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Republicans Nominate Corwin in NY-26

In House on February 23, 2011 at 9:37 am

The local Republican chairmen from the seven upstate New York counties comprising the 26th congressional district, as expected, officially chose Assemblywoman Jane Corwin to be their nominee for the upcoming special election that Gov. Andrew Cuomo (D) eventually will call. The seat is vacant due to the scandal-tainted resignation of former Rep. Christopher Lee (R). Democrats have yet to name their consensus candidate.

Under New York election law, the governor has rather wide latitude to schedule special elections, but the vote must occur between 30 and 40 days once the call is made. The time lapse between resignation and scheduling allows the parties to choose their nominees via party caucus rather than a primary vote. Because of this situation only the seven county chairman from each party have any say in the nomination process for this particular election.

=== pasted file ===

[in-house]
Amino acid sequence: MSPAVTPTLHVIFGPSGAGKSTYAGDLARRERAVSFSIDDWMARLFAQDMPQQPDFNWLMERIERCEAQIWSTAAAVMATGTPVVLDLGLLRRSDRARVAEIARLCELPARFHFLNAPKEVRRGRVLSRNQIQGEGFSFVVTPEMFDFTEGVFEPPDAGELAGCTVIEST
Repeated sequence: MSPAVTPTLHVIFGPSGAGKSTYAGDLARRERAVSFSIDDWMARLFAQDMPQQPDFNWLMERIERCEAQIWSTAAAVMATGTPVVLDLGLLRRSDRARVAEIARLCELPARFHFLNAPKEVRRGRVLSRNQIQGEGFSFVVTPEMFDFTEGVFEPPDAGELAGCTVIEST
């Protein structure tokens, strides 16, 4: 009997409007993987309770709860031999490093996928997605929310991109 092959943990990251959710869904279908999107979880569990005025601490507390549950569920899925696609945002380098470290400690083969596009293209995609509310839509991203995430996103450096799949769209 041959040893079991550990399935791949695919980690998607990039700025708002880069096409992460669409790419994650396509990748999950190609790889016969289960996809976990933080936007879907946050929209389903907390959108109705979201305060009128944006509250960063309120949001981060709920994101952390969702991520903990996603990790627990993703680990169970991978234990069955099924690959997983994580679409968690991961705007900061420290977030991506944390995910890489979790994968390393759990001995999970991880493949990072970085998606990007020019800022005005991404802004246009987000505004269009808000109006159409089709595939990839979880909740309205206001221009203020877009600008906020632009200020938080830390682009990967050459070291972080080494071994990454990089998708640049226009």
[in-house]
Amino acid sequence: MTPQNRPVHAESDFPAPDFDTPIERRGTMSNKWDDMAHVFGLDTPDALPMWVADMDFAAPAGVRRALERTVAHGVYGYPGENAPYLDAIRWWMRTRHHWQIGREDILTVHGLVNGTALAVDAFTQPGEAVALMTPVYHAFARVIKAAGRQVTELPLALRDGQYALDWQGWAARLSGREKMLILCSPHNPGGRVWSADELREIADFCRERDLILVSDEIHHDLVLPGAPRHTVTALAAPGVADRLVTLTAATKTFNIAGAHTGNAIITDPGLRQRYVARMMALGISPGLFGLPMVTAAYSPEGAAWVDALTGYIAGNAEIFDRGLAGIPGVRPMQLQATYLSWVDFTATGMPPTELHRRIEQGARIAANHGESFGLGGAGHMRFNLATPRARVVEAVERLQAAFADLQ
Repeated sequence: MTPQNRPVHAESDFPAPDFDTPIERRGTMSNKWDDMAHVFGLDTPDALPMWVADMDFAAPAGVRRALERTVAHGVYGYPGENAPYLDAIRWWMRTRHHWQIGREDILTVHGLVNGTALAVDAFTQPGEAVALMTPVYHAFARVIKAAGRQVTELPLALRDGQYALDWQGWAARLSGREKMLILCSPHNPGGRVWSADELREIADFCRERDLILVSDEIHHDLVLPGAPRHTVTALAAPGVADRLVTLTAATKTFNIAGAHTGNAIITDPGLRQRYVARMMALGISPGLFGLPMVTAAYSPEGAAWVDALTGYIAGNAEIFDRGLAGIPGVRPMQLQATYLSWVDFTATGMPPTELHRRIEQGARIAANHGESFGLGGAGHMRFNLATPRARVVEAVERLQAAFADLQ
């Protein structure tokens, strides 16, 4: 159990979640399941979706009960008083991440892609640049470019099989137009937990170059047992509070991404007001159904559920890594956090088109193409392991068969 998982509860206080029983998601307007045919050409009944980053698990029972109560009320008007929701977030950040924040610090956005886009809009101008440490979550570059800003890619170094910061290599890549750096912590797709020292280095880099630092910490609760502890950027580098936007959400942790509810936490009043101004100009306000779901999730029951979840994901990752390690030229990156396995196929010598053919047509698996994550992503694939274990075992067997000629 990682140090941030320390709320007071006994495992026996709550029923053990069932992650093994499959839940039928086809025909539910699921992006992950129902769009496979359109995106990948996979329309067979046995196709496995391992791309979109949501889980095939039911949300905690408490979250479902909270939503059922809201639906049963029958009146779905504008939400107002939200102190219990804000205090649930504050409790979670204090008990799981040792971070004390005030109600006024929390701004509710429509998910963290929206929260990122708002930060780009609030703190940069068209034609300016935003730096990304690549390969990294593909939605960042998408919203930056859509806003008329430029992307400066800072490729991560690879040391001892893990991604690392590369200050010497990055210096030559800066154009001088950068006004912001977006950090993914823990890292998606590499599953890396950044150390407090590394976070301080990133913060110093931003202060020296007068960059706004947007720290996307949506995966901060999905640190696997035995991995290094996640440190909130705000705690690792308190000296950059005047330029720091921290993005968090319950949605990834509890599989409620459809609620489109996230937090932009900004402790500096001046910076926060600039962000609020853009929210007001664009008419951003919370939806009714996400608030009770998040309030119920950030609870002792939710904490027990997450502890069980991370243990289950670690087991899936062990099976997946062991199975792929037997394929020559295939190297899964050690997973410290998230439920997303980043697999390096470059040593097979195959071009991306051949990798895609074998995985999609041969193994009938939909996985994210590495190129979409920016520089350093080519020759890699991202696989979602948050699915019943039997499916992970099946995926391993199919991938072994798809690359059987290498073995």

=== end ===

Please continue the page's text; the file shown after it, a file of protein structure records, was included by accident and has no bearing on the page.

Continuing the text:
Upstate New York is no stranger to recent special congressional elections. Since the 2008 general election, two specials have been held and a third was made concurrent with the regular 2010 election. In early 2009, Democrat Scott Murphy won a 50.1-49.6% victory over Republican Jim Tedisco in the 20th district. Kirsten Gillibrand had vacated the seat to accept an appointment to the U.S. Senate. Murphy then went on to lose the 2010 general election to current Rep. Chris Gibson (R-NY-20) by a rather large 53-44% count.